I pureed the soup with my immersion blender, then adjusted the salt and pepper. Most soups are oversalted for my tastes, so I had used very little salt while preparing the soup. I stirred in a little at a time until the balance was perfect. As I tasted the soup, I thought it might benefit from a little honey to help bolster the sweetness of the pears, so I stirred in about 2 tablespoons of clover honey.

I served the soup with a squeeze of lemon juice and crème fraîche.

The soup was creamy, savory, a little sweet, and spiced just right. The acid from the lemon juice gave it great balance, and the crème fraîche added a nice tang. I could just barely taste the orange peel, and it seemed like the soup would be really good with just a bit more orange flavor, maybe from some zest or a bit of juice.

But it was pretty close to perfect just the way it was.

Roast Turkey with Truffle Butter {Recipe} {Thanksgiving Dinner Roundup}

When my family gets together for Thanksgiving, we often divide cooking duties, with each family providing one or two dishes. But the host always provides the turkey. So when I decided to host a virtual Thanksgiving Dinner, I signed up to provide the main dish.

I’ve been known to mix things up for Thanksgiving — replacing the typical candied yams with sweet potato soufflé; serving cranberry compote in place of relish; even (once) making oyster stuffing. And my family is (mostly) tolerant of my experiments and exploits.

But you don’t mess with the turkey. You season it. You roast it. You serve it.

So when I saw this recipe in Ina Garten’s How Easy Is That?, I decided I’d better test it out ahead of time to make sure it was “traditional” enough for the Thanksgiving table.

The unique thing about this recipe, and what immediately caught my eye, is the use of truffle butter to season the turkey and keep it moist. I checked several local stores but didn’t find it. I knew I could probably find some at Whole Paycheck, but the closest one is about 45 minutes away. So I did what I always do in these situations: I made my own truffle butter.

I made this turkey for dinner a couple of nights ago, along with a few other recipes I wanted to try out for possible inclusion on the Thanksgiving table (stuffed pumpkin with rice and peas; Indiana persimmon pudding; and stuffing made with buttermilk cottage dill bread). It was without question the best turkey I’ve ever had. The meat was moist and flavorful; the skin salty, crispy, and delicious.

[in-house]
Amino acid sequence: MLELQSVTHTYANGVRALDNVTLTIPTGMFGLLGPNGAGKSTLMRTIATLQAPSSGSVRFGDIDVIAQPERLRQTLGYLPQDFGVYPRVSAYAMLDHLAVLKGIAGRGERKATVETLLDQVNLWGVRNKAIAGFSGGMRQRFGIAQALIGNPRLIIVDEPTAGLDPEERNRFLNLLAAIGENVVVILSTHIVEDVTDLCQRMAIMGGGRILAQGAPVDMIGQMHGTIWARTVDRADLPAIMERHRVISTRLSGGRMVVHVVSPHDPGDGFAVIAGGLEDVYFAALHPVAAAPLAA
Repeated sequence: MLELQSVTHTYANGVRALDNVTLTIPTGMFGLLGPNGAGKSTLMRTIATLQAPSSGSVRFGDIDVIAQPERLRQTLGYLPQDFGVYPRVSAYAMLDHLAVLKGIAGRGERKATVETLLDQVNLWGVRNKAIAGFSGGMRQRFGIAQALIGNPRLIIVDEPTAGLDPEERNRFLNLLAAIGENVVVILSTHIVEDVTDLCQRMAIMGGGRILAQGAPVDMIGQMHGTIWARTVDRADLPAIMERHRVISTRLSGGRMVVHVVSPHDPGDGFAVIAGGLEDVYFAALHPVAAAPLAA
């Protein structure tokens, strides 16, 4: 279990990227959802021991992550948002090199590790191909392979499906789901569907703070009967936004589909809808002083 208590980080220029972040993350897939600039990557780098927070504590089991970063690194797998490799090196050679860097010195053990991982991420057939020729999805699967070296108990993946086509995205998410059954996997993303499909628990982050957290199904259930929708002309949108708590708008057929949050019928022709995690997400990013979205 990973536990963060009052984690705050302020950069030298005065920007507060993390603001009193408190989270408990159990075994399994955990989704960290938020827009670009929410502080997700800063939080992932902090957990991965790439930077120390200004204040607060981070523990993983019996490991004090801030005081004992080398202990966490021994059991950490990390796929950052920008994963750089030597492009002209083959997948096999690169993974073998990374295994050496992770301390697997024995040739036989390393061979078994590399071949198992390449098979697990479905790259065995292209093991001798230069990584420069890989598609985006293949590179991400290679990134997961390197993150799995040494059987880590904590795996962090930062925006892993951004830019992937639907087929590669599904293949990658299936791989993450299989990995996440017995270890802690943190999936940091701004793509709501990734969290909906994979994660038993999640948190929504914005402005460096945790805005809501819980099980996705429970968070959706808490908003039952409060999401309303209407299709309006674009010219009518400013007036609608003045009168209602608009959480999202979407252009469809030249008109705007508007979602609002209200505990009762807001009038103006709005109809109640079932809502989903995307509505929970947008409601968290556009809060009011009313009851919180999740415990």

Roast Turkey with Truffle Butter

Ingredients

  • 1 12- to 14-pound turkey, preferably fresh
  • Kosher salt
  • Freshly ground black pepper
  • 4 ounces truffle butter, at room temperature
  • Truffle salt
  • 1 yellow or white onion, unpeeled and cut into 8 pieces
  • 1 large head garlic, unpeeled and cut in half crosswise
  • 1 bunch fresh thyme (10 – 12 sprigs)

Directions

  1. Preheat oven to 325°F. Remove giblets and neck from turkey cavity, drain juices from turkey, and pat dry with paper towels. Generously sprinkle cavity with Kosher salt and pepper.
  2. Gently work your fingers (wear gloves if you’re squeamish) between turkey skin and breast meat. Loosen skin of breast, legs, and thighs. Rub about 3 ounces of the truffle butter under skin, covering breast, thighs, and legs. It’s easiest to do this by pushing butter under skin, then rubbing the top of skin to cover meat well.
  3. Place turkey, breast side up, in roasting pan. Stuff cavity of bird with onion, garlic, and 8 sprigs thyme. Tuck wings under body and tie legs with kitchen twine.
  4. Melt remaining truffle butter and brush generously over turkey (use it all). Sprinkle with truffle salt, freshly ground black pepper, and remaining thyme leaves, pulled from stems.
  5. Roast turkey for 2 1/2 to 3 hours, until breast meat registers 160°F on a meat thermometer. Cover loosely with foil about halfway through roasting time to prevent skin from overbrowning.
  6. Remove from oven, cover tightly with heavy-duty foil, and allow to rest for 10 to 15 minutes before carving.